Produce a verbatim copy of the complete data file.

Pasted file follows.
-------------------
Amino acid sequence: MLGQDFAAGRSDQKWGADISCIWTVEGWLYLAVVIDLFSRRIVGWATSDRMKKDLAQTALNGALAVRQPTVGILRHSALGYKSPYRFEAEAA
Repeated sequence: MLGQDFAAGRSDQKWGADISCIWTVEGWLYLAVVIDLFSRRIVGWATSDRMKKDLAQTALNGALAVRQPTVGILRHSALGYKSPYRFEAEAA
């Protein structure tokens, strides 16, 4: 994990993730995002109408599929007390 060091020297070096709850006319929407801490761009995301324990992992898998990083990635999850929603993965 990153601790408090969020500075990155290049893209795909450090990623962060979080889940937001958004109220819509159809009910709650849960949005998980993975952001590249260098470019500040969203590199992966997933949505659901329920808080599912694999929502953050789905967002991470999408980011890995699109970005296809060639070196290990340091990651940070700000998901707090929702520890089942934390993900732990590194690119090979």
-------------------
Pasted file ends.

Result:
Amino acid sequence: MLGQDFAAGRSDQKWGADISCIWTVEGWLYLAVVIDLFSRRIVGWATSDRMKKDLAQTALNGALAVRQPTVGILRHSALGYKSPYRFEAEAA
Repeated sequence: MLGQDFAAGRSDQKWGADISCIWTVEGWLYLAVVIDLFSRRIVGWATSDRMKKDLAQTALNGALAVRQPTVGILRHSALGYKSPYRFEAEAA
């Protein structure tokens, strides 16, 4: 994990993730995002109408599929007390 060091020297070096709850006319929407801490761009995301324990992992898998990083990635999850929603993965 990153601790408090969020500075990155290049893209795909450090990623962060979080889940937001958004109220819509159809009910709650849960949005998980993975952001590249260098470019500040969203590199992966997933949505659901329920808080599912694999929502953050789905967002991470999408980011890995699109970005296809060639070196290990340091990651940070700000998901707090929702520890089942934390993900732990590194690119090979």